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Architect of Dunes Hotel remembers vintage Vegas

CHICAGO -- There was a time -- before Siegfried and Roy, before the Mirage and the MGM Grand and the newly opened Luxor -- when a man from Peoria could take his wife to Las Vegas and run into Eleanor Powell or Frank Sinatra in an elevator. That time is coming to an end and one of its landmarks, the Dunes Hotel, is going with it when a wrecking ball hits this week.

Developers are making way for bigger, newer, glitzier gambling dens, where tourists may not remember the hotel that was once the star of the Strip. But architect Milton M. Schwartz remembers.

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The Dunes began, appropriately, as a gamble. Legend has it that trucker Jake Gottlieb won the deed to the ramshackle 200-room hotel in a craps game.

He immediately flew to Chicago to see the up-and-coming Schwartz, who had just won an award for construting the tallest reinforced concrete structure in the United States.

Slapping the deed to the Dunes on his desk, Gottlieb said: 'I won this last night in a craps game. What'll it take for you to build a hotel there for me?'

Little did he know it would take a decade.

Schwartz started making twice-weekly flight to Vegas in a TWA four- motored prop plane, juggling a drafting board on his knees and designing a showplace.

'In the beginning, Mr. Gottlieb had a great feeling for bringing in the men to gamble, and he felt to do that he had to bring in strippers,' Schwartz said. 'So I started to design around them.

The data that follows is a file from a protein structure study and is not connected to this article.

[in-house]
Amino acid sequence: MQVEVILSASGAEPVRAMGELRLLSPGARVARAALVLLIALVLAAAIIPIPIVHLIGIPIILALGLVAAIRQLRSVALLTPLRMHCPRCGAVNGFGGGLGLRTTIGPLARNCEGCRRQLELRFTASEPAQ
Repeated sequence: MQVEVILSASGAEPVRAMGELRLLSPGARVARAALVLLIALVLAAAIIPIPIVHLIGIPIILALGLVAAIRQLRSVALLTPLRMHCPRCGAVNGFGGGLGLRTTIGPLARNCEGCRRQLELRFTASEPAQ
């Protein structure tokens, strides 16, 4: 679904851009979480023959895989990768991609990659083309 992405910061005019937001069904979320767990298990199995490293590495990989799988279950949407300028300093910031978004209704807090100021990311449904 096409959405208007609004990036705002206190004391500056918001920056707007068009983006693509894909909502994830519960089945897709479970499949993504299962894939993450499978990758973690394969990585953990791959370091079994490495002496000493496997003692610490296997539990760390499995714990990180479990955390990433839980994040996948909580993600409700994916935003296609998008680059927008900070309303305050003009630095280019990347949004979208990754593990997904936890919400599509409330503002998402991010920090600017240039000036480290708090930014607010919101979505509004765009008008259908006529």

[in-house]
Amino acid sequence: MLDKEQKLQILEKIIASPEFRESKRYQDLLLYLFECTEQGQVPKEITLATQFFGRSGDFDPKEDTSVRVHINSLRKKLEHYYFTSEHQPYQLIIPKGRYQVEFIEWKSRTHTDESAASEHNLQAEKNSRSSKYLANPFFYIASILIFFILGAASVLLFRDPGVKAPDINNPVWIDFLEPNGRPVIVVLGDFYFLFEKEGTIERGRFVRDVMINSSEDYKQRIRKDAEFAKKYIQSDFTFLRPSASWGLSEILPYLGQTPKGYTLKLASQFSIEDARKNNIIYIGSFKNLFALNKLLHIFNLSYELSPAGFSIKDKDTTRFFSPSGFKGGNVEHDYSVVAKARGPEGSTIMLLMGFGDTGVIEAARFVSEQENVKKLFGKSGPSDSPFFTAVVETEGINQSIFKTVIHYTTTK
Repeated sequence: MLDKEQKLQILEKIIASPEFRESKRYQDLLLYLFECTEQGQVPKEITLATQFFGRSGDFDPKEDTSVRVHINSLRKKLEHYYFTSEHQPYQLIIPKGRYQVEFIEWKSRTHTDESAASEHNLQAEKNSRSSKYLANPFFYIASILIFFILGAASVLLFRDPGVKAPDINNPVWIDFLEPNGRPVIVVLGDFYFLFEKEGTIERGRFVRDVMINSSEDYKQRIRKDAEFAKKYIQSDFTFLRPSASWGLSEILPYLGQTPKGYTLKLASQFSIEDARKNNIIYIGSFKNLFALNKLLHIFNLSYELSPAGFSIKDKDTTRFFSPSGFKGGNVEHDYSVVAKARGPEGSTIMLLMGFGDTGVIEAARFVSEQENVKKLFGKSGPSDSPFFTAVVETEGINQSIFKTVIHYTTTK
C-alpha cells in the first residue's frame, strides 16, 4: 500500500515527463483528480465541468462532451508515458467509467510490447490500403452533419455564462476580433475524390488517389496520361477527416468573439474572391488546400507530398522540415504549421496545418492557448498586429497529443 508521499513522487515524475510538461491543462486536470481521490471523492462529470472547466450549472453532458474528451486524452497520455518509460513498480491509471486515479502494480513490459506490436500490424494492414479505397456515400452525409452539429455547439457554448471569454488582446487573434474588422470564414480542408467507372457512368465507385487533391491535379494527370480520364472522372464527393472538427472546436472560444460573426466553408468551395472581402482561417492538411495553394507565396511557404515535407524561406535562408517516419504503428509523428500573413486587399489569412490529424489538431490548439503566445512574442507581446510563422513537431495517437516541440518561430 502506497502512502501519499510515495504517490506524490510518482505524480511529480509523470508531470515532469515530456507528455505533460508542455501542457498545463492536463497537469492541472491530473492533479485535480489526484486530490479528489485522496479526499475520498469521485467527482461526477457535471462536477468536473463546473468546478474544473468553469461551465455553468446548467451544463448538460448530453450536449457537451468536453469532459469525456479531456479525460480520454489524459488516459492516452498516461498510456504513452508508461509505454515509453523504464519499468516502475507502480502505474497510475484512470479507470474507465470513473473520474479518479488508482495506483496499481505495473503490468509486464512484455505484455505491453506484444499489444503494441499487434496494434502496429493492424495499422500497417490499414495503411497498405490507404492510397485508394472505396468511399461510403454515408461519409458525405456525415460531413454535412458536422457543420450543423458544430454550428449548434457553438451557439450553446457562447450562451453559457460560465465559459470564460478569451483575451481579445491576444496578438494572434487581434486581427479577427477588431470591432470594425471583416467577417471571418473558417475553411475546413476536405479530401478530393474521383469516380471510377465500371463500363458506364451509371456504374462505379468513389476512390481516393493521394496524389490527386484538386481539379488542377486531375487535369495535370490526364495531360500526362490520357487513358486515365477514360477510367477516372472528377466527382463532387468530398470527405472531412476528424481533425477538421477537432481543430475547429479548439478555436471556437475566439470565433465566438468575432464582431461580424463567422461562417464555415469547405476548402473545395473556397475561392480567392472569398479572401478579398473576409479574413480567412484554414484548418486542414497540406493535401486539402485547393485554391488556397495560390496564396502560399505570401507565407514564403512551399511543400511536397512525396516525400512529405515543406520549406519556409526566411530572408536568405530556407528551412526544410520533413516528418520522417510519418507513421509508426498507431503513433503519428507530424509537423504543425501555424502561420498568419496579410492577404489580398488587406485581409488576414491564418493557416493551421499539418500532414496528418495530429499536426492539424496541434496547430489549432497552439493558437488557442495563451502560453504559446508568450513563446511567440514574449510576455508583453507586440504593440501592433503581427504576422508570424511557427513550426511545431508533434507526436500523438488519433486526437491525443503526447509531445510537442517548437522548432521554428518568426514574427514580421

'Each woman would hold an umbrella over her head that had flashlights shining down on her,' he recalled. 'We'd cover the umbrellas with cheesecloth and she would be silhouetted underneath. The guys all went crazy, and the gambling started, and the place had begun to make money.'

Though he was only 29 when he started work on the Dunes, Schwartz was hardly inexperienced. In addition to the award-winning Executive House, he built several Chicago apartment buildings, including the one he still lives in today.

The Dunes may have been more fantasy than function, but it was a solid piece of architecture. Through the years Schwartz's assistants included Stanley Tigerman and Neil Frankel, now the head of Perkins & Will's New York office.

Schwartz calls the Dunes his labor of love, but he started his affair with Vegas across town at the Desert Inn in 1953, when he and his wife were on their honeymoon.

'It's amazing,' he said with a laugh. 'I never thought I'd spend the next 10 years there.'NEWLN: moreNEWLN:ccccqqe

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